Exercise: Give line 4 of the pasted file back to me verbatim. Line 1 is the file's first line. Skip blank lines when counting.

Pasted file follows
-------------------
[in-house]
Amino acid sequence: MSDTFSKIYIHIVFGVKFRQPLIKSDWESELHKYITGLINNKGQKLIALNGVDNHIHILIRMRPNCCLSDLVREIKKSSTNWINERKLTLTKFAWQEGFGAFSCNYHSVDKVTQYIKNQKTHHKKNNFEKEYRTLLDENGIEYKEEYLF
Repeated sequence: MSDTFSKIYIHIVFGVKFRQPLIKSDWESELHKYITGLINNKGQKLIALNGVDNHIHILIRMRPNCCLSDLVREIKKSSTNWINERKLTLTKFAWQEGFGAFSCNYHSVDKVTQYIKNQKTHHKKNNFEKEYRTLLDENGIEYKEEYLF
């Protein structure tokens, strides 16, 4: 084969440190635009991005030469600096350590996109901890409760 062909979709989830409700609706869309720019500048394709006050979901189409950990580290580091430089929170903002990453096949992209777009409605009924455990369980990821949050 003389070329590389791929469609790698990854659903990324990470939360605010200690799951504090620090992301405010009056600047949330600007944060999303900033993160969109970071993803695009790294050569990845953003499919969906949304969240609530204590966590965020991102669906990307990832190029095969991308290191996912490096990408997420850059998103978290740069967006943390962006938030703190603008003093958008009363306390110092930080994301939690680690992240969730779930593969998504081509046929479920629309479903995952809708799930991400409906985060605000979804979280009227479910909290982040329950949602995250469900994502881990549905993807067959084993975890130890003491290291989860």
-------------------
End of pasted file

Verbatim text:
């Protein structure tokens, strides 16, 4: 084969440190635009991005030469600096350590996109901890409760 062909979709989830409700609706869309720019500048394709006050979901189409950990580290580091430089929170903002990453096949992209777009409605009924455990369980990821949050 003389070329590389791929469609790698990854659903990324990470939360605010200690799951504090620090992301405010009056600047949330600007944060999303900033993160969109970071993803695009790294050569990845953003499919969906949304969240609530204590966590965020991102669906990307990832190029095969991308290191996912490096990408997420850059998103978290740069967006943390962006938030703190603008003093958008009363306390110092930080994301939690680690992240969730779930593969998504081509046929479920629309479903995952809708799930991400409906985060605000979804979280009227479910909290982040329950949602995250469900994502881990549905993807067959084993975890130890003491290291989860």